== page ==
Xanax Withdrawal Symptoms and Detox
Generically known as alprazolam, Xanax is the most commonly prescribed benzodiazepine and the second most common prescription medication related to emergency department visits involving drug abuse.
Every year in the United States, approximately 48 million people will take Xanax to treat their panic and anxiety disorders, with many developing a substance use disorder that can bring about difficult and dangerous Xanax withdrawal symptoms.
The calming sedative effects of Xanax make it a popular but highly addictive medication. Xanax addiction is easy to develop and hard to overcome, mainly in part because of how complex the withdrawal process is.
When people decide to stop taking Xanax and confront their substance abuse, they experience the return of their original anxiety and intense and sometimes dangerous withdrawal symptoms that can be long-lasting and fatal. Xanax withdrawal becomes more complicated when a person has mental health disorders or other substance use disorders that cause withdrawal.
If you plan to stop taking Xanax, it is essential to seek medical advice to learn what to expect, the safest options for withdrawal, and follow-up treatment programs to address the behavioral aspects of addiction and recovery.
What Is Xanax Withdrawal?
Xanax withdrawal is the onset of physical symptoms and illness when someone with a dependence stops taking the medication. People who abuse Xanax by self-medicating or taking it recreationally with alcohol and other drugs have a higher likelihood of developing physical dependence and experiencing intense and dangerous withdrawal.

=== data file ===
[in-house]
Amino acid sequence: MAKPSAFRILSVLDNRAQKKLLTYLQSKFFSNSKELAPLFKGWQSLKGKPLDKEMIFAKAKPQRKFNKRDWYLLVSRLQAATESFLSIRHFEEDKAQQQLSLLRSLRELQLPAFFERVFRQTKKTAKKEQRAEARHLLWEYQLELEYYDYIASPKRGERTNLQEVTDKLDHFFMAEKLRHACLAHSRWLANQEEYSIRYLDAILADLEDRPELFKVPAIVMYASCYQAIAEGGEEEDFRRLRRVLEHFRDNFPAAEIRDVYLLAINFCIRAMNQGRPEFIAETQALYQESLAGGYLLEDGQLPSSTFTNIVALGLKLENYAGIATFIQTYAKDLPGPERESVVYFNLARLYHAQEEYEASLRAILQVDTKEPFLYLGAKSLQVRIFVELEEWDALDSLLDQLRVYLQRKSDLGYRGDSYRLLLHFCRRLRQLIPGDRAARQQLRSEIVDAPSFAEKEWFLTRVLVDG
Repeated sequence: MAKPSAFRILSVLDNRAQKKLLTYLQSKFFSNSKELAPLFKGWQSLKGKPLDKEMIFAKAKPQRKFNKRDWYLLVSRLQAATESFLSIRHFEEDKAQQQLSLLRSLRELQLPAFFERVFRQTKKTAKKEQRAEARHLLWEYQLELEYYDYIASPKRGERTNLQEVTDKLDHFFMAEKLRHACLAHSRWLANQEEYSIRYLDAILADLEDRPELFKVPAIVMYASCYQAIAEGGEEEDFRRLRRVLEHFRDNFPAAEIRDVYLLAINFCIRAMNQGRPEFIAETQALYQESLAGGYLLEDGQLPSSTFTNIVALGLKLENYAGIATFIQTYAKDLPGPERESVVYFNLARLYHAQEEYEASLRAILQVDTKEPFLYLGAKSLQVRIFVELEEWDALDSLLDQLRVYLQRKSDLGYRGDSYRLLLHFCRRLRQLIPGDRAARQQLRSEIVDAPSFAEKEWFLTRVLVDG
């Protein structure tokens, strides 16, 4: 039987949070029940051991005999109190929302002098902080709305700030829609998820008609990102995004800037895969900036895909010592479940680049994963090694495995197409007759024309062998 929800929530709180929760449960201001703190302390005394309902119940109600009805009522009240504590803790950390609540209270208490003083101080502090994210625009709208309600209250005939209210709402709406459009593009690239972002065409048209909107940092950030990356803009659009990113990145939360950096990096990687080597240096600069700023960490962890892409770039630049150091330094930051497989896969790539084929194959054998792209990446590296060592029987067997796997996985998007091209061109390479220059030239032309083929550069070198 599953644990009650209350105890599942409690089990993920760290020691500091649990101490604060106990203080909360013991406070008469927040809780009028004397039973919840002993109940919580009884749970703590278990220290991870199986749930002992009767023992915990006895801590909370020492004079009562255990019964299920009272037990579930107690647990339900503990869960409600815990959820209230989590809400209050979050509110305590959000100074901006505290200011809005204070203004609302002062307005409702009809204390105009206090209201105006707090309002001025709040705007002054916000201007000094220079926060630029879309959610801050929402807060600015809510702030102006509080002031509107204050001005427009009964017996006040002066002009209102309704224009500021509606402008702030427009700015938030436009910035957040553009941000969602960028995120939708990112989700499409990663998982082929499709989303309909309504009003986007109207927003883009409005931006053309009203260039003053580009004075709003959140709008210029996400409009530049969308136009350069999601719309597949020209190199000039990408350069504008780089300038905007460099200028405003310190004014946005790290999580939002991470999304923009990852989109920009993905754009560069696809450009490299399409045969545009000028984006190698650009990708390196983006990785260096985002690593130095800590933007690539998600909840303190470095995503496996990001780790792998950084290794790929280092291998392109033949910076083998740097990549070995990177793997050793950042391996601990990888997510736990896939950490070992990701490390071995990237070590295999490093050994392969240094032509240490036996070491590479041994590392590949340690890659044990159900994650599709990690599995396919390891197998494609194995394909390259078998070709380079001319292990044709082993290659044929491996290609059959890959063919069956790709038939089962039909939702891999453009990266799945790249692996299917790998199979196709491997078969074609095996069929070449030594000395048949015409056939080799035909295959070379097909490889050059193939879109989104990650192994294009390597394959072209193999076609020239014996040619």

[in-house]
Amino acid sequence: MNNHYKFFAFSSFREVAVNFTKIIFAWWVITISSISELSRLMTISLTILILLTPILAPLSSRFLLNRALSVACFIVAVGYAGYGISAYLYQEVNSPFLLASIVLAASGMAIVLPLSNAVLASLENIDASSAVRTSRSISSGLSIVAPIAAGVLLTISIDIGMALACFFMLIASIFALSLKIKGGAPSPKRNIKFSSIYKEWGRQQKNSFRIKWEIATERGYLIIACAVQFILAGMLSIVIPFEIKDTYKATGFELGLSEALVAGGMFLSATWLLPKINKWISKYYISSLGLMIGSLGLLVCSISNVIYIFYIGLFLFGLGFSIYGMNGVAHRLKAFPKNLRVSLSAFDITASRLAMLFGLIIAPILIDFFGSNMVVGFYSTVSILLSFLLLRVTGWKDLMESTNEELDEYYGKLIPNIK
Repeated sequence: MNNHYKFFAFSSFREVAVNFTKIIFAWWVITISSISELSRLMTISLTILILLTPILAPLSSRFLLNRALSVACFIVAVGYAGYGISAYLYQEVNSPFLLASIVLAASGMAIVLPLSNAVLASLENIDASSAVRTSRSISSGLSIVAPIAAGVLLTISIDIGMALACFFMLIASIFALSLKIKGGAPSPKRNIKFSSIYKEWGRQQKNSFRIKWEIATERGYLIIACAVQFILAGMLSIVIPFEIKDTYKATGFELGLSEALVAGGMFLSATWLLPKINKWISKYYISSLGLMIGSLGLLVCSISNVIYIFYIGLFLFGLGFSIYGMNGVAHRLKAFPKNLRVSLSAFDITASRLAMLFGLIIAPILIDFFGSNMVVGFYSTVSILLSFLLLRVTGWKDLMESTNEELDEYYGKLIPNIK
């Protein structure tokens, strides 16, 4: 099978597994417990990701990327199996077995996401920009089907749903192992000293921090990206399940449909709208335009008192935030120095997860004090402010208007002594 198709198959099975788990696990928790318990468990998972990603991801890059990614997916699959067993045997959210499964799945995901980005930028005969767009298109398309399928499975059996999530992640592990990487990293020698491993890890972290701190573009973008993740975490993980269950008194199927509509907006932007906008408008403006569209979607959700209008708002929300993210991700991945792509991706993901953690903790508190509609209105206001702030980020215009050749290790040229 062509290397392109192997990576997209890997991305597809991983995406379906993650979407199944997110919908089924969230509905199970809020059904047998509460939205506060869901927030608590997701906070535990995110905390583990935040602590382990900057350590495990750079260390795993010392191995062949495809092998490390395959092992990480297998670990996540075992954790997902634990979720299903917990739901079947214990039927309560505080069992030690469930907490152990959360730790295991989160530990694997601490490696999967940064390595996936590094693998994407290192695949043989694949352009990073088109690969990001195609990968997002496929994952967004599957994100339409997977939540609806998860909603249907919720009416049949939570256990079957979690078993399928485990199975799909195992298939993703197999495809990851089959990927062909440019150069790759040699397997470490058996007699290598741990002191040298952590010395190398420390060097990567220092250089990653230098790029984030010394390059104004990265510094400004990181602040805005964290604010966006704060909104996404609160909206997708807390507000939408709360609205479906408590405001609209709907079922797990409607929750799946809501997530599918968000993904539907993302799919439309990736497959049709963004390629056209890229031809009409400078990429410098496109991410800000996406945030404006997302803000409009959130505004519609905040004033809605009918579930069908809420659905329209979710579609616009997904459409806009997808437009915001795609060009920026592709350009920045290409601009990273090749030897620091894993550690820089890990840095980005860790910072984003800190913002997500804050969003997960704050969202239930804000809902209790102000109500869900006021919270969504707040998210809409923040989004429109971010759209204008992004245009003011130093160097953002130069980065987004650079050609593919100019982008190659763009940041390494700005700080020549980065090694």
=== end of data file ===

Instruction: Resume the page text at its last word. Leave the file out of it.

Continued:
Benzodiazepines are central nervous system (CNS) depressants that bind to receptors in the brain and body to slow down or alter signals that cause anxiety symptoms and responses. After consistent exposure to benzodiazepines, the CNS adapts chemical production to accommodate and work smoothly with the drugs. When benzodiazepines stop being in the system and aren’t replenished, the body becomes chemically unbalanced, and the withdrawal symptoms start.
Longer-acting benzodiazepines like Klonopin and Valium can take several days for the withdrawal to begin due to how long they stay in the body. Short-acting benzodiazepines like Xanax are eliminated from the system faster, so withdrawal can start six hours after the last dose.
The National Library of Medicine states that dependence on Xanax can develop in as little as three weeks. However, several case studies have reported seizures in people who abruptly stopped taking Xanax after 15 days of therapeutic use. While tapering off Xanax with medical supervision reduces the chances of severe and dangerous withdrawal, people will most likely still experience discomfort and withdrawal symptoms to a lesser degree.
Xanax Withdrawal Symptoms
Xanax is one of the strongest and fastest-acting benzodiazepines on the market, and Xanax withdrawal symptoms are equally as sudden and intense. While the physical symptoms are the most dangerous, Xanax withdrawal also causes psychological symptoms. People who take Xanax to treat panic and anxiety disorders can experience rebound symptoms, which is the return of their original symptoms, sometimes worse than before, during withdrawal.